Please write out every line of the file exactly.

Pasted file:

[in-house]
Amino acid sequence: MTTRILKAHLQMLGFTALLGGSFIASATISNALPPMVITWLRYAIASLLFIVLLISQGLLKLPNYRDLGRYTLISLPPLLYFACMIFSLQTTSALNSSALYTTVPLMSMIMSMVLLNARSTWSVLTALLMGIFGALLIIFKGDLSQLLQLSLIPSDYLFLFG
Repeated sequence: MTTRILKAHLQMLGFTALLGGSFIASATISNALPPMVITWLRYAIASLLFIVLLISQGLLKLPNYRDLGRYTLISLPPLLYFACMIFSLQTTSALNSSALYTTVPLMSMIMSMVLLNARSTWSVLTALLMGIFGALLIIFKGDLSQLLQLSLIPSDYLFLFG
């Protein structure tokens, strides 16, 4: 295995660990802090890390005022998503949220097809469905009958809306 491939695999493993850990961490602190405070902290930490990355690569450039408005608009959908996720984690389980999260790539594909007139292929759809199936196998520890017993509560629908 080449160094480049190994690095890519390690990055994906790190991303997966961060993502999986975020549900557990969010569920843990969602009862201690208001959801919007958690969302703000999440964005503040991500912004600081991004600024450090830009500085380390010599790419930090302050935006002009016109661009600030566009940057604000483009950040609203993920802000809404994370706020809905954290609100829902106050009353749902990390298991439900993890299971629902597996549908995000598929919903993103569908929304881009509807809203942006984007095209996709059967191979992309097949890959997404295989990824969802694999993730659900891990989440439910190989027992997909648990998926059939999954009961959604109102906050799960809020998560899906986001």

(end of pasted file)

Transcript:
[in-house]
Amino acid sequence: MTTRILKAHLQMLGFTALLGGSFIASATISNALPPMVITWLRYAIASLLFIVLLISQGLLKLPNYRDLGRYTLISLPPLLYFACMIFSLQTTSALNSSALYTTVPLMSMIMSMVLLNARSTWSVLTALLMGIFGALLIIFKGDLSQLLQLSLIPSDYLFLFG
Repeated sequence: MTTRILKAHLQMLGFTALLGGSFIASATISNALPPMVITWLRYAIASLLFIVLLISQGLLKLPNYRDLGRYTLISLPPLLYFACMIFSLQTTSALNSSALYTTVPLMSMIMSMVLLNARSTWSVLTALLMGIFGALLIIFKGDLSQLLQLSLIPSDYLFLFG
């Protein structure tokens, strides 16, 4: 295995660990802090890390005022998503949220097809469905009958809306 491939695999493993850990961490602190405070902290930490990355690569450039408005608009959908996720984690389980999260790539594909007139292929759809199936196998520890017993509560629908 080449160094480049190994690095890519390690990055994906790190991303997966961060993502999986975020549900557990969010569920843990969602009862201690208001959801919007958690969302703000999440964005503040991500912004600081991004600024450090830009500085380390010599790419930090302050935006002009016109661009600030566009940057604000483009950040609203993920802000809404994370706020809905954290609100829902106050009353749902990390298991439900993890299971629902597996549908995000598929919903993103569908929304881009509807809203942006984007095209996709059967191979992309097949890959997404295989990824969802694999993730659900891990989440439910190989027992997909648990998926059939999954009961959604109102906050799960809020998560899906986001």